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Amber Mountain national park

Known for its water falls and crater lakes, the Amber Mountain National Park is one of the most biologically diverse parks in all of Madagascar, with 75 different species of birds, 25 species of mammals and 59 species of reptiles at least.

The Park was created in 1958 and covers 18,200 hectares of prominent volcanic massif, to preserve the regions biological treasures.

When it comes to flora and fauna Amber Mountain is more or less an extension of the eastern rainforest, although it does have a number of endemic species not found in the south south. The forest is lush with over 3.5 m of rain each year making the forest massif a “Water tower” and a botanist’s heaven.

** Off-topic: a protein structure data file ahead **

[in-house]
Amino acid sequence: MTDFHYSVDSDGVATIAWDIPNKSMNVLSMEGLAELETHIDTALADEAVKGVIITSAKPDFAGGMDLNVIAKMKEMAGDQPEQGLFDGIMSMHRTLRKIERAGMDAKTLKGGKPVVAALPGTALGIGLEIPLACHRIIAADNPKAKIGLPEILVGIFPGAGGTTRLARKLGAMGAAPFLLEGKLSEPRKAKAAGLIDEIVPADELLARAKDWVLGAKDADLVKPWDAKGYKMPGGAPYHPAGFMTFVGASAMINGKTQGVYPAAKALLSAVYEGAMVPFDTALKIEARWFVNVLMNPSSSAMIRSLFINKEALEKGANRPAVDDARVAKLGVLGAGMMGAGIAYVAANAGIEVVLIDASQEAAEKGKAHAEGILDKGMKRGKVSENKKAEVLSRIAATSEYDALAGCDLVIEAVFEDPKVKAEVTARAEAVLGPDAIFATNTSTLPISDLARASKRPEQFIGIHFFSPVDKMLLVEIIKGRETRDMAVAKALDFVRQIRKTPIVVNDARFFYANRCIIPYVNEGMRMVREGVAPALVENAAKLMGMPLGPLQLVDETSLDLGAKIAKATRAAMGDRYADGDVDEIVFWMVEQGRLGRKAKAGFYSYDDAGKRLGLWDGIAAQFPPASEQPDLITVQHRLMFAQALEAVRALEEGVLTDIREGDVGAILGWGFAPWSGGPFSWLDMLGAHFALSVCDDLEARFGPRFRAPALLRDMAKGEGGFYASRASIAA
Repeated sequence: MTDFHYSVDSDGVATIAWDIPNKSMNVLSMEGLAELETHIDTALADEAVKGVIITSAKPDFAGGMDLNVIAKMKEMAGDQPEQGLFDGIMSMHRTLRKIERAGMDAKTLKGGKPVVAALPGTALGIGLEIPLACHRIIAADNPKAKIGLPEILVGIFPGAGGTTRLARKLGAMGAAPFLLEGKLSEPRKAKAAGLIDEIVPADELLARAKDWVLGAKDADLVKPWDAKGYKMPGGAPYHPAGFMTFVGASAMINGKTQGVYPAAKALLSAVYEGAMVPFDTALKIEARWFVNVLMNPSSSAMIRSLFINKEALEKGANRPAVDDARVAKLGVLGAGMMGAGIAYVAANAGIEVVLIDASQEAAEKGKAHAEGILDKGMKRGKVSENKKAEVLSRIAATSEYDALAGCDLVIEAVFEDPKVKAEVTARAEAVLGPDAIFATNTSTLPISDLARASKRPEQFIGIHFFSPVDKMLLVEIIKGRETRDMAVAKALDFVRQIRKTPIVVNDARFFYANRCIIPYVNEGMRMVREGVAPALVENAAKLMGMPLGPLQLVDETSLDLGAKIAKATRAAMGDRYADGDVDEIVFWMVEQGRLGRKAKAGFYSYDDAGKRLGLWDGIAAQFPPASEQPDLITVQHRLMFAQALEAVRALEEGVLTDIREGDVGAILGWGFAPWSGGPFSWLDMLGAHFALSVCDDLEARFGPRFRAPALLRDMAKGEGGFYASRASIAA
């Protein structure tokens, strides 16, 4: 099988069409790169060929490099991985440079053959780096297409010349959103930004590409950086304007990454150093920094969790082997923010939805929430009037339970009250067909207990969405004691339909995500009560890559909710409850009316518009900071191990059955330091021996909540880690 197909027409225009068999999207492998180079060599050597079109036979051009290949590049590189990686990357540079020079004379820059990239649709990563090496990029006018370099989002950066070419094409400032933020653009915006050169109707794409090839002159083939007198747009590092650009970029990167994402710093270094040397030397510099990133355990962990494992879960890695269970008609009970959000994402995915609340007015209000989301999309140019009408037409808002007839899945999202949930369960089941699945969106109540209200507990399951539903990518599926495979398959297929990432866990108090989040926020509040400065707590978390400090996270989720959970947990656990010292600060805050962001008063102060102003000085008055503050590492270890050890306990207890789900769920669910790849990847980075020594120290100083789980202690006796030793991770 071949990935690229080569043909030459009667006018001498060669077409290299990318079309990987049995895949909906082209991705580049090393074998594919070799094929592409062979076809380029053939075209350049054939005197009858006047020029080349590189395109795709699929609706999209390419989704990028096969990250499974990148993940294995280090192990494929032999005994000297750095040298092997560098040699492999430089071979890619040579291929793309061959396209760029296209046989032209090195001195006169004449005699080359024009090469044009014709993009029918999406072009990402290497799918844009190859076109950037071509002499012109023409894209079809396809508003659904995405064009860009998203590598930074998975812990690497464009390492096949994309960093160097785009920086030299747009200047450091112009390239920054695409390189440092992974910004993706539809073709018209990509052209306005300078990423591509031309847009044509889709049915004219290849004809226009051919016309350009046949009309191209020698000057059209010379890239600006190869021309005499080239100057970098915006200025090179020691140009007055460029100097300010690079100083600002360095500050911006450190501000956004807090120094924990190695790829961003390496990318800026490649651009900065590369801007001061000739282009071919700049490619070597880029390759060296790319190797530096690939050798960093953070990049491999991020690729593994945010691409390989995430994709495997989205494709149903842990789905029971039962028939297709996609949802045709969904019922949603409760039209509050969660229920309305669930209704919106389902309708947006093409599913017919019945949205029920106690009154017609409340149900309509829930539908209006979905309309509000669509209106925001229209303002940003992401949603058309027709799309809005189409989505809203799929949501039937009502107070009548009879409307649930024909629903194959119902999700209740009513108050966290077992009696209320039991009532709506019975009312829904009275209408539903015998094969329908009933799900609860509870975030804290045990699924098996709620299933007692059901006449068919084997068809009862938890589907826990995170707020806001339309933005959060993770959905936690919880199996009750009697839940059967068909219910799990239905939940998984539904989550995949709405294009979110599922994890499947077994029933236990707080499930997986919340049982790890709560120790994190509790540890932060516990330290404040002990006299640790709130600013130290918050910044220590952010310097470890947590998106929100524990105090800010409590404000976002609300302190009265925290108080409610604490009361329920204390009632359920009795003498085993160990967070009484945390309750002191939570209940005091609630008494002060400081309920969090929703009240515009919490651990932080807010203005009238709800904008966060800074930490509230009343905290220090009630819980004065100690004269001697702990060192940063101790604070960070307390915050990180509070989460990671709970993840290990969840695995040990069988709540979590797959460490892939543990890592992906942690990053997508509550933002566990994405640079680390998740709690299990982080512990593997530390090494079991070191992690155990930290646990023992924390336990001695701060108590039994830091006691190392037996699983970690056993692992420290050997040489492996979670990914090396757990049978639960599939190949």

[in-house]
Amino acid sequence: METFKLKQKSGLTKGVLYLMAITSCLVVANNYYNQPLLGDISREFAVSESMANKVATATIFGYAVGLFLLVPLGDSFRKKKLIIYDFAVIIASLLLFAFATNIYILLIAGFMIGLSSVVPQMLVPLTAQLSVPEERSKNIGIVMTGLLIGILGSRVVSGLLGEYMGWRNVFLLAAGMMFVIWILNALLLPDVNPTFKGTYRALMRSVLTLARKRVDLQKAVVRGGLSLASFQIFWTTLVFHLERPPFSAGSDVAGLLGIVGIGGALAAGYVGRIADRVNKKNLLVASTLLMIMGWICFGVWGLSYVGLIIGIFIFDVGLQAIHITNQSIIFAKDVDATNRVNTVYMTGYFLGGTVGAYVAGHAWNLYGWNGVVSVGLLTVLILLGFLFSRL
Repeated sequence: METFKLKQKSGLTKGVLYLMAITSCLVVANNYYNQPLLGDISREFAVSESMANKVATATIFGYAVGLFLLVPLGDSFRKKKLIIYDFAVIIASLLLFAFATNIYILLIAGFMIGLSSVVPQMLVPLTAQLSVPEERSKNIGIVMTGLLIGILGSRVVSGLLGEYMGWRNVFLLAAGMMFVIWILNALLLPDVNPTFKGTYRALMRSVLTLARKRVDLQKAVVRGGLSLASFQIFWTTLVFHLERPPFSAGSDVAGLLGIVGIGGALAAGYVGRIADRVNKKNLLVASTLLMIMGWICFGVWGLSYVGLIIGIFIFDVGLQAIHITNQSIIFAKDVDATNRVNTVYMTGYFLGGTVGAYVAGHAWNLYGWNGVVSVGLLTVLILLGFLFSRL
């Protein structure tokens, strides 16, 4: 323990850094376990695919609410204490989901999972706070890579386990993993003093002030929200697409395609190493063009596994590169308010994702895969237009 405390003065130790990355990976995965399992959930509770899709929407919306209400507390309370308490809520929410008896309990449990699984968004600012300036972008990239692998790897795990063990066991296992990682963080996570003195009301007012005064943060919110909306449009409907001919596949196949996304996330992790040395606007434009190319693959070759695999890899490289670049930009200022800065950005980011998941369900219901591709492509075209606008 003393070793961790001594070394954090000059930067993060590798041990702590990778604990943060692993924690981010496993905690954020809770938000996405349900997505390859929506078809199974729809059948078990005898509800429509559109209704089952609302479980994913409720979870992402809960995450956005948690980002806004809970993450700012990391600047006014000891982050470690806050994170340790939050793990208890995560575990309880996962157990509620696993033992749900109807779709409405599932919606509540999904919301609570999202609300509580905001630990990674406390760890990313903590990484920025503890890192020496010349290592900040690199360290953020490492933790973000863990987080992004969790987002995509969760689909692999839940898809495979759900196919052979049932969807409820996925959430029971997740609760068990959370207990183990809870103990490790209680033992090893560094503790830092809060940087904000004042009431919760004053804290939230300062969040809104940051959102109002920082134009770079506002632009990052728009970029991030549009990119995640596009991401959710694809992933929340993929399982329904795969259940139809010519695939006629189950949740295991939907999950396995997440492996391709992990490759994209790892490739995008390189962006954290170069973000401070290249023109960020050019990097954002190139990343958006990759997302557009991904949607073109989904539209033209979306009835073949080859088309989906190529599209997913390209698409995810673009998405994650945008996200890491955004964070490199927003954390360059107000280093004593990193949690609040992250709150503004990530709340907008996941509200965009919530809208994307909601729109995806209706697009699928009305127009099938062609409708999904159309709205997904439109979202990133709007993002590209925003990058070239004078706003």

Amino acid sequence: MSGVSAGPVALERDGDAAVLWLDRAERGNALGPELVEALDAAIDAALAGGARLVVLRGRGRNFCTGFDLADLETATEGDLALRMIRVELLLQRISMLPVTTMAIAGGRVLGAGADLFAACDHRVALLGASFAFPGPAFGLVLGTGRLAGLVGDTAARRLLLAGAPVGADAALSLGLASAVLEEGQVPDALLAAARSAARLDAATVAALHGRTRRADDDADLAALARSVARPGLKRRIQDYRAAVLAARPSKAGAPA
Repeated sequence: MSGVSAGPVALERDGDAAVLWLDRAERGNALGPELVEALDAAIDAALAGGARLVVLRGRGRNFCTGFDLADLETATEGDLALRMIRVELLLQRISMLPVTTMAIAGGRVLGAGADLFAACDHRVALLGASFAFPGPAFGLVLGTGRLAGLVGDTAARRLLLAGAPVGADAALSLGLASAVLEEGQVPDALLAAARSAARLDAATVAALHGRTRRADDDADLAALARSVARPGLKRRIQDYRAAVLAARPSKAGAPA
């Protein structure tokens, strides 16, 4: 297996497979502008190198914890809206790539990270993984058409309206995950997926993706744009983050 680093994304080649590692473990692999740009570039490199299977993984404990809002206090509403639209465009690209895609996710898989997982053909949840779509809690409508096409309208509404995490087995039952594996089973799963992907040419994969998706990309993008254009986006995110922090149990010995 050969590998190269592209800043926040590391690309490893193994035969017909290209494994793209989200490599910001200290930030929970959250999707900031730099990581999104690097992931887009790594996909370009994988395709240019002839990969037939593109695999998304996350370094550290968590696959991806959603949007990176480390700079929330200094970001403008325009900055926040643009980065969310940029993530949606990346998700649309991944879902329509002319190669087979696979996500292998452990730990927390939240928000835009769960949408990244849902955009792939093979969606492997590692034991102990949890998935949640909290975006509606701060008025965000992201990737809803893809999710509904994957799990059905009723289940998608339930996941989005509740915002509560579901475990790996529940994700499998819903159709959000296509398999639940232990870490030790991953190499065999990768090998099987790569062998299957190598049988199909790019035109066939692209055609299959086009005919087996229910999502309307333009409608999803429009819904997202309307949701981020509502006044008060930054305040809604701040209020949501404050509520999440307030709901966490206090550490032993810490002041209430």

Of the seven lemur species in the park, the most notable are the crowned lemur and Sanford’s brown lemur. The reptile and amphibian life is also diverse, and includes frogs, geckoes, chameleons and snakes. Birdwatchers won’t be disappointed with the large variety of bird species that have been recorded in the park.

During the dry season the park is ideal for walking and has roughly 20 km of maintained tracks allowing close contact with the amazing wildlife.

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